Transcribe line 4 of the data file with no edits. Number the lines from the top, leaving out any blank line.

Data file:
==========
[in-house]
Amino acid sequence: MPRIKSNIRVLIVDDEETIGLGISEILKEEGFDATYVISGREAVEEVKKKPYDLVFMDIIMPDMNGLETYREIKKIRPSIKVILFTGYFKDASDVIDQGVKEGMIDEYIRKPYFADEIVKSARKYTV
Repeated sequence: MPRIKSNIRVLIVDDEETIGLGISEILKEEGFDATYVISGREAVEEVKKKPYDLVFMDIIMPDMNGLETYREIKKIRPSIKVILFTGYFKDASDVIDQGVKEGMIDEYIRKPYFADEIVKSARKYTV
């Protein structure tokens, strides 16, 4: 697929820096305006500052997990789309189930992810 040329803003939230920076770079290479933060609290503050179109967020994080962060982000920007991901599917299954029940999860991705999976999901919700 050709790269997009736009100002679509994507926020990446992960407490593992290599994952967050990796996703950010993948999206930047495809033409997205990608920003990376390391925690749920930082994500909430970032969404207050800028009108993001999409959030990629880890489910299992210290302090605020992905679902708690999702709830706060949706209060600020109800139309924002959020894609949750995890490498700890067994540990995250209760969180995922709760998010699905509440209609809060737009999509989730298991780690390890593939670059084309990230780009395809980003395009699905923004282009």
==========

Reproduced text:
């Protein structure tokens, strides 16, 4: 697929820096305006500052997990789309189930992810 040329803003939230920076770079290479933060609290503050179109967020994080962060982000920007991901599917299954029940999860991705999976999901919700 050709790269997009736009100002679509994507926020990446992960407490593992290599994952967050990796996703950010993948999206930047495809033409997205990608920003990376390391925690749920930082994500909430970032969404207050800028009108993001999409959030990629880890489910299992210290302090605020992905679902708690999702709830706060949706209060600020109800139309924002959020894609949750995890490498700890067994540990995250209760969180995922709760998010699905509440209609809060737009999509989730298991780690390890593939670059084309990230780009395809980003395009699905923004282009």